Religion and the Founding of the American Republic This exhibition demonstrates that many of the colonies that in 1776 became the United States of America were settled by men and women of deep religious convictions who in the seventeenth century crossed the Atlantic Ocean to practice their faith freely. That the religious intensity of the original settlers would diminish to some extent over time was perhaps to be expected, but new waves of eighteenth century immigrants brought their own religious fervor across the Atlantic and the nation's first major religious revival in the middle of the eighteenth century injected new vigor into American religion. The result was that a religious people rose in rebellion against Great Britain in 1776, and that most American statesmen, when they began to form new governments at the state and national levels, shared the convictions of most of their constituents that religion was, to quote Alexis de Tocqueville's observation, indispensable to the maintenance of republican institutions.
Teacher Resources The Library of Congress offers classroom materials and professional development to help teachers effectively use primary sources from the Library's vast digital collections in their teaching. Find Library of Congress lesson plans and more that meet Common Core standards, state content standards, and the standards of national organizations. Discover and discuss ways to bring the power of Library of Congress primary sources into the classroom. Go to the blog Subscribe to the blog via e-mail or RSS.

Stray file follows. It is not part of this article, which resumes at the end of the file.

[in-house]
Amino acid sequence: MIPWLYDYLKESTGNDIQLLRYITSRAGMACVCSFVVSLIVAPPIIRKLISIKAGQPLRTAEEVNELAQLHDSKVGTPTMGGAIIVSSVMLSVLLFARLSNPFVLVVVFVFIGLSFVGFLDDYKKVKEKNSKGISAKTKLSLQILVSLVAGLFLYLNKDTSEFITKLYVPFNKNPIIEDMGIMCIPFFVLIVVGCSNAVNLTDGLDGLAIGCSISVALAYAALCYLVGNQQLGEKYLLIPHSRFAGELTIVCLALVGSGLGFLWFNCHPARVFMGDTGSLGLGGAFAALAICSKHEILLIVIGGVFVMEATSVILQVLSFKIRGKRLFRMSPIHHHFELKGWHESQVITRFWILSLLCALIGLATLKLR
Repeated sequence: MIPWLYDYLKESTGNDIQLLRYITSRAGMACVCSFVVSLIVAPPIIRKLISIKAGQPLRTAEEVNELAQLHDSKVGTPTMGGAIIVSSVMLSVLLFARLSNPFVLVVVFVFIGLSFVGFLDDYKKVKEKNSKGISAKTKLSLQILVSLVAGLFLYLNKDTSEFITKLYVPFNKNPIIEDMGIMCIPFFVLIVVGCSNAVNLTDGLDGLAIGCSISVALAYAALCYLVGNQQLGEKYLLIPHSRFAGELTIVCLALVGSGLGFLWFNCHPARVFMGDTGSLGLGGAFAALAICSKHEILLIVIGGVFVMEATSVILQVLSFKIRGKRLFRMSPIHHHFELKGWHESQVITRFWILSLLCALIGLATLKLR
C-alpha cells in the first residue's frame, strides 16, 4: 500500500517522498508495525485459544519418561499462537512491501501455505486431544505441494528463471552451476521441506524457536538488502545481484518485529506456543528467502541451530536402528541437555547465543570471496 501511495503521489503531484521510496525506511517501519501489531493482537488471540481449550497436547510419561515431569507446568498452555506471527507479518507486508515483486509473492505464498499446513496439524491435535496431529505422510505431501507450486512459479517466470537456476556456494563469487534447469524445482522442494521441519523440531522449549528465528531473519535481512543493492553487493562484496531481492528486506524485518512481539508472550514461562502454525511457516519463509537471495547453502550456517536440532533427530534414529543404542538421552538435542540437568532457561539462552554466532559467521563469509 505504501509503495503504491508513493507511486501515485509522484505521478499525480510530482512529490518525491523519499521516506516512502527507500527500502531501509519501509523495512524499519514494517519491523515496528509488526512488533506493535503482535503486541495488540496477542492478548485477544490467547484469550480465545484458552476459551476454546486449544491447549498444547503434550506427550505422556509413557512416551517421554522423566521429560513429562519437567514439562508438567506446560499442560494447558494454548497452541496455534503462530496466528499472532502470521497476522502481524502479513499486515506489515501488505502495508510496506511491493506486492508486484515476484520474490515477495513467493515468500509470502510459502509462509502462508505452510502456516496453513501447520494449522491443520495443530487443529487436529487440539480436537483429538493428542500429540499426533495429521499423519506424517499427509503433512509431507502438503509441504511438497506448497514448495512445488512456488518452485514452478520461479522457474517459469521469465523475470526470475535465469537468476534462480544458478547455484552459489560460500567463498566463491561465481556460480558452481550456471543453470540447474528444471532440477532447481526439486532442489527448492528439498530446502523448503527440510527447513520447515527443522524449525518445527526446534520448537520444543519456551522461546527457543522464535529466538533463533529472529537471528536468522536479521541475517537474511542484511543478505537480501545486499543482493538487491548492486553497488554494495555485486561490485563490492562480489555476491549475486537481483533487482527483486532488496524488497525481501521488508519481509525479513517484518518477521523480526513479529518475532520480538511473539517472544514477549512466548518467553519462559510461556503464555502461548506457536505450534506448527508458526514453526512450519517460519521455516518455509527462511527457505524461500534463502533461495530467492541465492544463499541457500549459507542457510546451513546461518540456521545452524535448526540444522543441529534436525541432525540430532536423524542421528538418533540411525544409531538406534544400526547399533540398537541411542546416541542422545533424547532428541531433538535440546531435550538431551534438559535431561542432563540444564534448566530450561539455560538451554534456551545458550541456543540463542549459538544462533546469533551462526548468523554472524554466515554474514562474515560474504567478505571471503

Civil War Primary Sources Primary Documents by Topic: Most Popular Official Records Addresses & Speeches Acts, Bills, & Orders Military Correspondence & Documents Personal Correspondence & Narratives Prints & Photos Maps Document Collections Getting Started Primary Documents Official Confederate Correspondence Robert E. Lee, Resignation from the United States Army » Inventing Entertainment: the Early Motion Pictures and Sound Recordings of the Edison Companies The Library of Congress Motion Picture, Broadcasting and Recorded Sound Division, Library of Congress The Motion Pictures and Sound Recordings of the Edison Company collection has been migrated to an improved presentation and will no longer be updated in American Memory.
The African American Odyssey: A Quest for Full Citizenship The exhibition The African American Odyssey: A Quest for Full Citizenship, showcases the incomparable African American collections of the Library of Congress. Displaying more than 240 items, including books, government documents, manuscripts, maps, musical scores, plays, films, and recordings, this is the largest black history exhibit ever held at the Library, and the first exhibition of any kind to feature presentations in all three of the Library's buildings. The major presentation in the Jefferson Building, The African American Odyssey: A Quest for Full Citizenship, explored black America's quest for equality from the early national period through the twentieth century. The items in this exhibit attest to the drama and achievement of this remarkable story.